Drinking frequently can also cause permanent damage to the digestive tract, which can lead to frequent bouts of diarrhea, Sohi said. Chronic pancreatitis is possible; the condition inhibits your ability to absorb nutrients (particularly fat) and can cause chronic diarrhea, she noted. Of course, excessive alcohol use can lead to a host of other health problems, too, including cancer, high blood pressure, heart disease, stroke and liver disease, among others.

Does The Amount Or Type of Alcohol Matter?

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The amount of alcohol that triggers a need to go No. 2 is unique to the individual. “People’s guts are sensitive to different extents,” Bleich added. “So one person can have one or two drinks and notice this, whereas another person may require three or four to notice an impact or change in their bowels.”

There aren’t any rigorous studies investigating whether the type of alcohol consumed influences the symptoms you experience. But, theoretically, it could make a difference, Tabibian said. Wheat beer, for instance, generally contains more carbohydrates than hard spirits, and those carbs could increase the odds the drinker experiences loose stool or bloating, he explained.

How To Minimize Alcohol’s GI Effects

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Your game plan to ease alcohol’s impact on your bowel movements is relatively the same as your approach to preventing a hangover: Eat while you’re drinking, imbibe in moderation, stay on top of your water intake, and alternate between alcoholic and non-alcoholic beverages, Bleich advised. It may give you a feel-good buzz, but downing a handful of cocktails while on an empty stomach is also going to increase your risk of experiencing diarrhea, as your body is able to process the irritating alcohol even more quickly, Sohi added.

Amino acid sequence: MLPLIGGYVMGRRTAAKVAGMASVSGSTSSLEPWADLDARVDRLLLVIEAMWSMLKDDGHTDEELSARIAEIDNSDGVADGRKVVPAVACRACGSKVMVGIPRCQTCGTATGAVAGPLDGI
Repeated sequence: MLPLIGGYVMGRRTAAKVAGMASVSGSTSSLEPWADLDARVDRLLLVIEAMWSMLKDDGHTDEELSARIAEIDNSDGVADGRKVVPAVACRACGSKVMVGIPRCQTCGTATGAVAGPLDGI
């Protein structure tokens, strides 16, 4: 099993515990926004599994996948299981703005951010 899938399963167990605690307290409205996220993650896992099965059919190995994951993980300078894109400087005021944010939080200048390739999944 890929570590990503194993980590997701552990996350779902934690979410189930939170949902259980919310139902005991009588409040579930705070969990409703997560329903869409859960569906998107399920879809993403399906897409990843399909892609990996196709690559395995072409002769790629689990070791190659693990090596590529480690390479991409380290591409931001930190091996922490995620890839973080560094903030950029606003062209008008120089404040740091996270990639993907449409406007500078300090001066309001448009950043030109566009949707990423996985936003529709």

“There are anecdotal things, like [the belief that] eating more greasy food or fried food may slow down that stomach digestive process so you don’t purge as quickly, but a lot of people nowadays have a lot of issues with higher fat content,” Bleich said. “And there are a whole host of [health] reasons why you shouldn’t eat [fried foods], so it doesn’t necessarily work for people.” Not to mention, dietary fats have been found to trigger symptoms related to indigestion, including nausea, pain and bloating. Instead, nosh on a well-balanced, fiber-rich meal — which will slow the absorption of alcohol — before you hit the bars, Bleich suggested.

From the comfort of your own home (and bathroom), test out different alcohols and notice how they affect your digestive system. If you usually develop diarrhea after drinking regular beer, try a light beer with fewer carbohydrates and take note of how it makes you feel. “People might want to pay attention to what type of alcohol irritates their stomach,” Sohi said. “It’s not necessarily how much you drink that’s a contributing factor than it is the type of drink.”

The uncomfortable GI side effects of alcohol shouldn’t necessarily dissuade you from a night of casual drinking. But it’s important to understand what, exactly, is happening within your digestive system when you enjoy a few glasses of wine — and to know when to sip on some water instead.

“It’s a balance,” Sohi said. “You have to find that point where you’re not causing yourself harm. A little bit here and there is probably not going to cause you significant harm, but if you’re having girls’ night every night by yourself in your basement, it might become a problem for you.”This article originally appeared on HuffPost.